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Intrahepatic Cholangiocarcinoma: Socioeconomic Discrepancies, Contemporary Treatment Approaches and Survival Trends from the National Cancer Database

Johannes Uhlig MD MPH, Cortlandt M. Sellers BS, Charles Cha MD, Sajid A. Khan MD, Jill Lacy MD, Stacey M. Stein MD, Hyun S. Kim MD
Health Services Research and Global Oncology
Volume 26, Issue 7 / July , 2019

Abstract

Objective

The aim of this study was to evaluate socioeconomic discrepancies in current treatment approaches and survival trends among patients with intrahepatic cholangiocarcinoma (ICC).

Methods

The 2004–2015 National Cancer Database was retrospectively analyzed for histopathologically proven ICC. Treatment predictors were evaluated using multinomial logistic regression and overall survival via multivariable Cox models.

Results

Overall, 12,837 ICC patients were included. Multiple factors influenced treatment allocation, including age, education, comorbidities, cancer stage, grade, treatment center, and US state region (multivariable p < 0.05). The highest surgery rates were observed in the Middle Atlantic (28.7%) and lowest rates were observed in the Mountain States (18.4%). Decreased ICC treatment likelihood was observed for male African Americans with Medicaid insurance and those with low income (multivariable p < 0.05). Socioeconomic treatment discrepancies translated into decreased overall survival for patients of male sex (vs. female; hazard ratio [HR] 1.21, 95% confidence interval [CI] 1.16–1.26, p < 0.001), with low income (< $37,999 vs. ≥ $63,000 annually; HR 1.07, 95% CI 1.01–1.14, p = 0.032), and with Medicaid insurance (vs. private insurance; HR 1.13, 95% CI 1.04–1.23, p = 0.006). Both surgical and non-surgical ICC management showed increased survival compared with no treatment, with the longest survival for surgery (5-year overall survival for surgery, 33.5%; interventional oncology, 11.8%; radiation oncology/chemotherapy, 4.4%; no treatment, 3.3%). Among non-surgically treated patients, interventional oncology yielded the longest survival versus radiation oncology/chemotherapy (HR 0.73, 95% CI 0.65–0.82, p < 0.001).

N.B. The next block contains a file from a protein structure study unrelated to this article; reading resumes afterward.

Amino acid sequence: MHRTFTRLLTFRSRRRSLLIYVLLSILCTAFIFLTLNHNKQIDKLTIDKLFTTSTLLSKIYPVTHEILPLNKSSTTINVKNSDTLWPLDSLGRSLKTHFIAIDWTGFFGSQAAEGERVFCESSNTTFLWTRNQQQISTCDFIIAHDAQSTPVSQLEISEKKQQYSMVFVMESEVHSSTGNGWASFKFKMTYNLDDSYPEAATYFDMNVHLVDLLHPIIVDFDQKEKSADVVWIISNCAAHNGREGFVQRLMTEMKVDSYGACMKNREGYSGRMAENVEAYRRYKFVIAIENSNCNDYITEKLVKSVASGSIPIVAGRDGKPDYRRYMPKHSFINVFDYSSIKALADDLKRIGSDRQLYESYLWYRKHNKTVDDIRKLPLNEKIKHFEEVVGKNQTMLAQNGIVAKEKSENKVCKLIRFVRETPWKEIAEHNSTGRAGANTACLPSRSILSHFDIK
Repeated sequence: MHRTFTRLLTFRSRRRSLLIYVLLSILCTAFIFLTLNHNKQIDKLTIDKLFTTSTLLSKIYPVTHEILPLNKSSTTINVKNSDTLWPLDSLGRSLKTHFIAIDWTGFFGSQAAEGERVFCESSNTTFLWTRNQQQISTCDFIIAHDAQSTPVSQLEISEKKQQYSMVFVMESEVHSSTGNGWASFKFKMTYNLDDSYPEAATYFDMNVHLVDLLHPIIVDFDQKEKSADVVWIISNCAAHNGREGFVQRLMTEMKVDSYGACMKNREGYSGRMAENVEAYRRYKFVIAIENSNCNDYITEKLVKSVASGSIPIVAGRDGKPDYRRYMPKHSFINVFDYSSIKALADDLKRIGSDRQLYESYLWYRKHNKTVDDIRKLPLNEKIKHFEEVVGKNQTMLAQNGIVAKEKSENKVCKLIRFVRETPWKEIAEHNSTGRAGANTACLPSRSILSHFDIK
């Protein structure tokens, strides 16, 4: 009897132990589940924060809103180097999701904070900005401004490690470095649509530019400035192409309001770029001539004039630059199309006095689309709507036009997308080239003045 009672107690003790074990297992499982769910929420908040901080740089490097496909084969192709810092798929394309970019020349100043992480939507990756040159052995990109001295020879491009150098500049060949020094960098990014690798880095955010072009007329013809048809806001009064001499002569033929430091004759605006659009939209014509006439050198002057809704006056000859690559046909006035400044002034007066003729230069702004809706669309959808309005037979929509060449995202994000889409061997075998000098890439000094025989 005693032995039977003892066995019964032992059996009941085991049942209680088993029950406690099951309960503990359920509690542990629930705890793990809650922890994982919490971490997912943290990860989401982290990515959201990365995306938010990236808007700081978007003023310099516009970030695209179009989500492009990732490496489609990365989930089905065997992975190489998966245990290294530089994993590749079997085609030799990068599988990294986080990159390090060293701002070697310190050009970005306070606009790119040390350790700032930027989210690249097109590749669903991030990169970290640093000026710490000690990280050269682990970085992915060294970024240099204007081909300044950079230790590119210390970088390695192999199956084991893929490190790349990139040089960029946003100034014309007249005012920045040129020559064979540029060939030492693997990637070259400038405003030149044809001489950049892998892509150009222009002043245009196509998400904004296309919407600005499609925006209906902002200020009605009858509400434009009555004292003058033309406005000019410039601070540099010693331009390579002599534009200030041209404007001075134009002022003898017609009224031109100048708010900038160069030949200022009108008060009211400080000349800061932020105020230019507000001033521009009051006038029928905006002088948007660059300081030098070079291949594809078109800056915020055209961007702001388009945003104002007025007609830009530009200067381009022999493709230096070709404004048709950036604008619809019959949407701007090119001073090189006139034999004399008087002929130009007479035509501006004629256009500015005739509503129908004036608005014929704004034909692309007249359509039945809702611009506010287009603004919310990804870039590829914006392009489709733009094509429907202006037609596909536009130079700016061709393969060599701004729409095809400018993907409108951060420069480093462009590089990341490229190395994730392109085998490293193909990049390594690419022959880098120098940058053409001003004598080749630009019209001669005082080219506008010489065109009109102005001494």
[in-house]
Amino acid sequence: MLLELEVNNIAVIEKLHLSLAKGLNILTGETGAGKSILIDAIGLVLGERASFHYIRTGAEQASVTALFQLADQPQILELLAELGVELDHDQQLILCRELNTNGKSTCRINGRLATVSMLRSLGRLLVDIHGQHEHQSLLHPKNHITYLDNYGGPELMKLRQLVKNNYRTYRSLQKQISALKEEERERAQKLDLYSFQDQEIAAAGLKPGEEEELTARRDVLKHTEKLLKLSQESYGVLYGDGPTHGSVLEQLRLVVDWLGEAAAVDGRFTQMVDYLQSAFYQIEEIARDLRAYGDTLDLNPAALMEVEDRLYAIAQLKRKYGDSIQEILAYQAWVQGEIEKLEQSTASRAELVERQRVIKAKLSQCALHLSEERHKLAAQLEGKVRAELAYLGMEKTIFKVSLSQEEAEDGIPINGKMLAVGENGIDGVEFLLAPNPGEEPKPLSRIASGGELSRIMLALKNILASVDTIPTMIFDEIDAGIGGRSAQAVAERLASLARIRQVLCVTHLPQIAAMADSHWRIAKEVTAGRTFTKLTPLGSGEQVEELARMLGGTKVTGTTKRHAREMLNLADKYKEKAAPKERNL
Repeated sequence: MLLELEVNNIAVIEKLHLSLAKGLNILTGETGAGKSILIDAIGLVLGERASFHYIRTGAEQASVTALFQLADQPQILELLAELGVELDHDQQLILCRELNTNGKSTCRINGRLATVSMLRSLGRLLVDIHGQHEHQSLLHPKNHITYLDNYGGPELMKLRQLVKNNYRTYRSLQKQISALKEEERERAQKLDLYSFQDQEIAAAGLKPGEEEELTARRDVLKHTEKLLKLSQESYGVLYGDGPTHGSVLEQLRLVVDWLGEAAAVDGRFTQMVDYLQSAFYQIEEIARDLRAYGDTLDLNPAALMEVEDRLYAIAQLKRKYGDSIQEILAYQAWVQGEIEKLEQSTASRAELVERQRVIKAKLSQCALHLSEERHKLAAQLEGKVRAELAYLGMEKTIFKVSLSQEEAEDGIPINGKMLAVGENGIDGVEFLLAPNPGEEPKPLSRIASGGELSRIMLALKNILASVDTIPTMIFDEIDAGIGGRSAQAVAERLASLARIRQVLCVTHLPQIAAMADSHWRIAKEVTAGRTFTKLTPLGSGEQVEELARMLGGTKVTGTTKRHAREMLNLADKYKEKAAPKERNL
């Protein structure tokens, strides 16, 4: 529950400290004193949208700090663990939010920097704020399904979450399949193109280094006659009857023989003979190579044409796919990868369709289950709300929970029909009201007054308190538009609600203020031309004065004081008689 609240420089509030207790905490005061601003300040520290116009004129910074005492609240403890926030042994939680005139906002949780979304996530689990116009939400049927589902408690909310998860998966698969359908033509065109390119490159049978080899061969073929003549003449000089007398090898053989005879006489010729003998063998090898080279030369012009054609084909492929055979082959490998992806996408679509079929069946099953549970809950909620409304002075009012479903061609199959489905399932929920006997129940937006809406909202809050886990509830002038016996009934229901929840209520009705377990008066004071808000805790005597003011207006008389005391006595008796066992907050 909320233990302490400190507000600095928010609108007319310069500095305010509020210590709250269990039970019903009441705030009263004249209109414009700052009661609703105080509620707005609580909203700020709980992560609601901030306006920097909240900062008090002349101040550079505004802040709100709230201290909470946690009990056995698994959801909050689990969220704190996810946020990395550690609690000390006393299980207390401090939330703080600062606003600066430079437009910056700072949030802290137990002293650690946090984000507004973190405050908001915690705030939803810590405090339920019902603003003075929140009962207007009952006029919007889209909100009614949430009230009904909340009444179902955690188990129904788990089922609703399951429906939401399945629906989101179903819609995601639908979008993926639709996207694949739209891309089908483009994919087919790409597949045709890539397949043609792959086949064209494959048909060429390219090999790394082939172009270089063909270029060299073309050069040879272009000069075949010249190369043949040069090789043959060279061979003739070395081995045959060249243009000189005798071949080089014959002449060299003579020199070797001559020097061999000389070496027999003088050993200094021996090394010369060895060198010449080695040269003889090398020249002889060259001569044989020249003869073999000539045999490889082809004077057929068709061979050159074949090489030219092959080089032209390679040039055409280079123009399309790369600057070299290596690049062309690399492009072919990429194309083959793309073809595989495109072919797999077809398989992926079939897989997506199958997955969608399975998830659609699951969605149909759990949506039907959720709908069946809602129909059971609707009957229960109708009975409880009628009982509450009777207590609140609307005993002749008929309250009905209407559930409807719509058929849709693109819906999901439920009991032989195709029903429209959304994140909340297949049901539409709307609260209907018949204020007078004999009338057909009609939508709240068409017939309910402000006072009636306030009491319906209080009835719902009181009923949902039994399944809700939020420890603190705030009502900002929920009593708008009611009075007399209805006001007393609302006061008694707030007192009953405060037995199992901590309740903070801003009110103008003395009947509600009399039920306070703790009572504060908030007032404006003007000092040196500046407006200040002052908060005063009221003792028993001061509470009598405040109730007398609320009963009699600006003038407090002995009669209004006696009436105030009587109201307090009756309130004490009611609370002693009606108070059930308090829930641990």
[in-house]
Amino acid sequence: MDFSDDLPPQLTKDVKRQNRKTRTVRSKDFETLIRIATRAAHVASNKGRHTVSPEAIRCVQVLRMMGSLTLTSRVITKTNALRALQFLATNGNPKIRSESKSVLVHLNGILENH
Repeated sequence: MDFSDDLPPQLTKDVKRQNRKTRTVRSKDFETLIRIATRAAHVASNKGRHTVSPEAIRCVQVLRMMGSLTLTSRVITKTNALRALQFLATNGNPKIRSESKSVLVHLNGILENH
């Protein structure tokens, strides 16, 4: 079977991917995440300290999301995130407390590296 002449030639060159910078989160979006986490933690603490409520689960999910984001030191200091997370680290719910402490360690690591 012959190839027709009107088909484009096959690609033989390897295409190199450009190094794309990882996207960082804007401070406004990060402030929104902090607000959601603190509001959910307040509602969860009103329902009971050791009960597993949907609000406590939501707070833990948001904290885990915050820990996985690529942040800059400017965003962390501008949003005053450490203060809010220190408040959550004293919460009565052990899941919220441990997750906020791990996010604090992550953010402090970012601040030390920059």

Conclusions

ICC treatment allocation and outcome demonstrated a marked variation depending on socioeconomic status, demography, cancer factors, and US geography. Healthcare providers should address these discrepancies by providing surgery and interventional oncology as first-line treatment to all eligible patients, with special attention to the vulnerable populations identified in this study.

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